Friday: rest or cross train
There’s a great way to tell the difference between a person who enjoys running and a running addict. It all revolves around the days they don’t run.
For this week, my training plan has me running a total of 50 miles. Many runners, upon seeing their training plan calls for a day of rest, would welcome it and breathe a sigh of relief to get a break from running for the day. Our lives are crammed up as it is with so many activities and never enough time to fit everything in.
But not me. I have been…sad and frustrated whenever I see this on my plan.
Can’t I just run a tiny bit? Like one mile?
What about running at a slower pace?
Since I ran in the morning the day before, what if I run in the evening of the next day?
I’ve come to learn taking a rest day should mean just what it says. No running. For the entire day. Period.
Despite what many people may think, taking a short rest from running does not result in a loss of fitness. In fact, the opposite is true. When rest follows difficult work—such as very long or intense runs—it lets your body adapt to the work and improve. A day off every seven to 14 days restocks glycogen stores, builds strength, reduces fatigue, and can prevent overuse injuries. One great thing I’ve personally noticed whenever I take a full day off from running is I always feel fresh on my next run, and tend to perform better.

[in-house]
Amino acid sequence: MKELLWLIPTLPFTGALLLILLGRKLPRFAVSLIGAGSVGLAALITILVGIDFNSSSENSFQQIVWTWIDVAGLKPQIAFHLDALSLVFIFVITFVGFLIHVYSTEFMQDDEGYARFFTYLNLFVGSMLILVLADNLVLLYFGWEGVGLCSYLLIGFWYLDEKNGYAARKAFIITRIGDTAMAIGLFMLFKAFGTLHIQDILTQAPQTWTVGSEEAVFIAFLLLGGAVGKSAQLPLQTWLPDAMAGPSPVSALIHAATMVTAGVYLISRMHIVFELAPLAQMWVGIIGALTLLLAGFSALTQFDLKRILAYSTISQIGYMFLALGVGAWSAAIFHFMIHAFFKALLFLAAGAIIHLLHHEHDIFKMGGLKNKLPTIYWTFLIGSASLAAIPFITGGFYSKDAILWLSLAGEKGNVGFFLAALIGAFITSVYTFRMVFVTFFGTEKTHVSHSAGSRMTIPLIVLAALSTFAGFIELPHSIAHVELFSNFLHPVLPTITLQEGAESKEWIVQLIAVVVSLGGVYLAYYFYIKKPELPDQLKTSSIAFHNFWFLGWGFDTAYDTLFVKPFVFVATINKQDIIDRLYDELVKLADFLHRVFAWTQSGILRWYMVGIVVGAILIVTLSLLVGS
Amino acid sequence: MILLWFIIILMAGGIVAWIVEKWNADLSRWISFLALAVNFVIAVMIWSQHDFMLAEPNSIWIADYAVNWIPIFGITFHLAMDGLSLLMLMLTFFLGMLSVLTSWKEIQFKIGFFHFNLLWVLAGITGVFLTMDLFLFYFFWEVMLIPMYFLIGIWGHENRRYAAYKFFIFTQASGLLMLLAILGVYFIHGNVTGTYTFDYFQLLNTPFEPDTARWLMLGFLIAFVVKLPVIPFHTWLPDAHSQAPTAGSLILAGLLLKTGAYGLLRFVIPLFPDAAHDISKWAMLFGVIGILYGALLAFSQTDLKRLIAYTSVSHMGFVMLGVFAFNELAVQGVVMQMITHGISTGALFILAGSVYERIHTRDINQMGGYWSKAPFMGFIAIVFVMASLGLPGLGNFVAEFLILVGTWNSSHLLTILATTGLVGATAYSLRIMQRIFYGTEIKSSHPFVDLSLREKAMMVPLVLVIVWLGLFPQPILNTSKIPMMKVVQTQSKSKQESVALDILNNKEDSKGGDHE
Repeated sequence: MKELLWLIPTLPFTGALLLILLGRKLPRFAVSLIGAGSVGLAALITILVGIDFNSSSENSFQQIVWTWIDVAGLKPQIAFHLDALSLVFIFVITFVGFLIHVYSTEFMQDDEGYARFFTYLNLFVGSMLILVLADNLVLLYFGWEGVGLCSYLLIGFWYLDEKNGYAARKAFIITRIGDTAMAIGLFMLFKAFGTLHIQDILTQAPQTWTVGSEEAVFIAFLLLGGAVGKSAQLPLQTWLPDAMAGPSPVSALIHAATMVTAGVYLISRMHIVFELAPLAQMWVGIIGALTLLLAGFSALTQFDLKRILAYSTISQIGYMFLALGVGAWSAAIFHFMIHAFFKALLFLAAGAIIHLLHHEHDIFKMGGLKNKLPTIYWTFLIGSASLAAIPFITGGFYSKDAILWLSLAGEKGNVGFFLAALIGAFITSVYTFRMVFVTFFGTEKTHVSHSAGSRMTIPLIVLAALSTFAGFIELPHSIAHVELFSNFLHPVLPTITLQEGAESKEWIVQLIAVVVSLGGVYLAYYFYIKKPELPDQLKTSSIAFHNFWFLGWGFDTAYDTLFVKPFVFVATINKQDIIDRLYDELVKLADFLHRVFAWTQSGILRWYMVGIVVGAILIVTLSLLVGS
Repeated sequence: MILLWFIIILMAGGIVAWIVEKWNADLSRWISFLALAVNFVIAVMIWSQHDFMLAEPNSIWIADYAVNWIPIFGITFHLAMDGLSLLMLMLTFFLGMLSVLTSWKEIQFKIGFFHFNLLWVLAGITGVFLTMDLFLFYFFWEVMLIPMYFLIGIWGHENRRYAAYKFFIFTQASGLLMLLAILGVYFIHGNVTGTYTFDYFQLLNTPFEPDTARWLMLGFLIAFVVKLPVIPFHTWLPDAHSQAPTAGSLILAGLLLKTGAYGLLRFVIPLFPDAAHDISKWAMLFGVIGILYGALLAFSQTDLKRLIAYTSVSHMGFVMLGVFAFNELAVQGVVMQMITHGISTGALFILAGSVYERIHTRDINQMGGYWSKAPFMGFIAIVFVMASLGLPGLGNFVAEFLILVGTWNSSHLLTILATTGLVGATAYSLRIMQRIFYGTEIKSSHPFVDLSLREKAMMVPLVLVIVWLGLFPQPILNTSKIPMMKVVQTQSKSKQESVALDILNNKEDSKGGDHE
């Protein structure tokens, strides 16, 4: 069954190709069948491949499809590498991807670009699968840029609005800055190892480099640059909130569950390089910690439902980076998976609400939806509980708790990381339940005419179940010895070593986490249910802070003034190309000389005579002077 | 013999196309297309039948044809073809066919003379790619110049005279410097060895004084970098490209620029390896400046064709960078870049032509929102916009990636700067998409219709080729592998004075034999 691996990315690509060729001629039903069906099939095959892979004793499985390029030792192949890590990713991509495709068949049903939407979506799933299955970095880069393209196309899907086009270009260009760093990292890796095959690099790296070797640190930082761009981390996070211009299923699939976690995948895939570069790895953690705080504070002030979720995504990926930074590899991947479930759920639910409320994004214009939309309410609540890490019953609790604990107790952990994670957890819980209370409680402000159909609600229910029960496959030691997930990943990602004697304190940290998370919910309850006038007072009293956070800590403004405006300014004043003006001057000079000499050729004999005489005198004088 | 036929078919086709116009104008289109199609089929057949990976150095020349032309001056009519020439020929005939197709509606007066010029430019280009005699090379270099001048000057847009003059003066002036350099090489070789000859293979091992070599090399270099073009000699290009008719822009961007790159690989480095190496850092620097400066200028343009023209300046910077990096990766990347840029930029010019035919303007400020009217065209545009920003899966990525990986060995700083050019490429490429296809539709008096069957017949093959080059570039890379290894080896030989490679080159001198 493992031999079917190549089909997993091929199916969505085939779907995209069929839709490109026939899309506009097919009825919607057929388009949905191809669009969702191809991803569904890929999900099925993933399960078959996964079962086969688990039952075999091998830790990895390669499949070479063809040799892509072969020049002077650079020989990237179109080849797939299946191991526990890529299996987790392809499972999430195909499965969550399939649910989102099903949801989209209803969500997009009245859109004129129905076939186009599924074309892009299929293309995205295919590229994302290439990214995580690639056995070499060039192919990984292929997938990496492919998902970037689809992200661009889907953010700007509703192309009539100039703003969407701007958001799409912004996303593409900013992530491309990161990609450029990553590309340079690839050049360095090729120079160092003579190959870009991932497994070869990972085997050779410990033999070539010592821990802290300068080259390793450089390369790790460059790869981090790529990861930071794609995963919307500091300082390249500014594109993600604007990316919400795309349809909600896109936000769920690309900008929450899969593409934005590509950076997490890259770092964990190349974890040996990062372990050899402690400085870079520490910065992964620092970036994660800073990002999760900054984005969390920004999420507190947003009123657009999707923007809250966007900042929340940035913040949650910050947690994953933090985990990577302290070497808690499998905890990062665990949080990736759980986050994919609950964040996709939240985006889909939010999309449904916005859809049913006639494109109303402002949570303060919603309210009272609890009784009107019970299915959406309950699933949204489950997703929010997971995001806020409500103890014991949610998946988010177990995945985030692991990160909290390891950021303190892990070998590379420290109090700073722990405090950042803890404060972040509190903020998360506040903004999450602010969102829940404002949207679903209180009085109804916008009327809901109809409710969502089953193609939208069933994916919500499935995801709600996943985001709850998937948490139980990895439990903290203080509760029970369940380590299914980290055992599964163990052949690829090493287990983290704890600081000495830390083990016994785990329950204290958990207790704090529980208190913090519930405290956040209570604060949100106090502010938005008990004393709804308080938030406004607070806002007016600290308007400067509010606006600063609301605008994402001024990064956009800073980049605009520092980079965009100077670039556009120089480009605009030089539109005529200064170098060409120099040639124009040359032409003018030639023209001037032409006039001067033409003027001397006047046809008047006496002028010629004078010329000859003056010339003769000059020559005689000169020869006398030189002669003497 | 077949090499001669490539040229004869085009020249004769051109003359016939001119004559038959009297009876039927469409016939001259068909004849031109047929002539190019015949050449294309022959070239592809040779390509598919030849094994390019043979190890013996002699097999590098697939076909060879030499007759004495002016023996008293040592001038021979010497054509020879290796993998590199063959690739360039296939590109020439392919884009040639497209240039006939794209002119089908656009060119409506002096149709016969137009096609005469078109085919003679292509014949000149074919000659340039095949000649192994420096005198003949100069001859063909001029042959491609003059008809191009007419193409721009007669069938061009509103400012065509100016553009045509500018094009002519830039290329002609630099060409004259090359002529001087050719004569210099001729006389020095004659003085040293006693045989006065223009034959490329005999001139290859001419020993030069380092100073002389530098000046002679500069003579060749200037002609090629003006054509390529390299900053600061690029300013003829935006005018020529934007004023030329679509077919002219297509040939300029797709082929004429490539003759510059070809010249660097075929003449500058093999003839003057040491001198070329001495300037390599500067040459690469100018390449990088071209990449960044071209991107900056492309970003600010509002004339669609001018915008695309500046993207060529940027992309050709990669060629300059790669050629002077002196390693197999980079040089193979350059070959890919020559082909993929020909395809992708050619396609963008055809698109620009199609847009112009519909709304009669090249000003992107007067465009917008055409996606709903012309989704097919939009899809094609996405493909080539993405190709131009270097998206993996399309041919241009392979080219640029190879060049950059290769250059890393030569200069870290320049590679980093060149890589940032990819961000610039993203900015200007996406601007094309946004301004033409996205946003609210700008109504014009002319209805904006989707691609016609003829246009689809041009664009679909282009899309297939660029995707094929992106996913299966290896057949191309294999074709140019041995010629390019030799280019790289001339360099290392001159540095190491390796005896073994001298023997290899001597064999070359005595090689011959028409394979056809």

Rest days are a great time to take advantage of cross training. According to Runners World, cross-training should be part of every fitness plan because it improves muscular balance, targets your muscles in new and different ways, and helps with muscle recovery.
My favorite form of cross training is weight lifting, which I do at my gym several times a week in a class called Les Mills Body Pump. Weights can help tone and strengthen our arms, which tend to get ignored by runners who tend to place most of their focus on their legs. Other types of cross training that are great for runners include swimming, cycling, indoor rowing, walking, and using the elliptical machine.
Whenever I do plan to run on a Friday, I turn another day (earlier in the week) into a rest day. In this way, I won’t exceed my total miles for the week.
So, these days, whenever I see “rest or cross train” on my plan, I no longer get sad or frustrated—well, maybe just a little!—and instead understand how much better off I’ll be in the long “run!”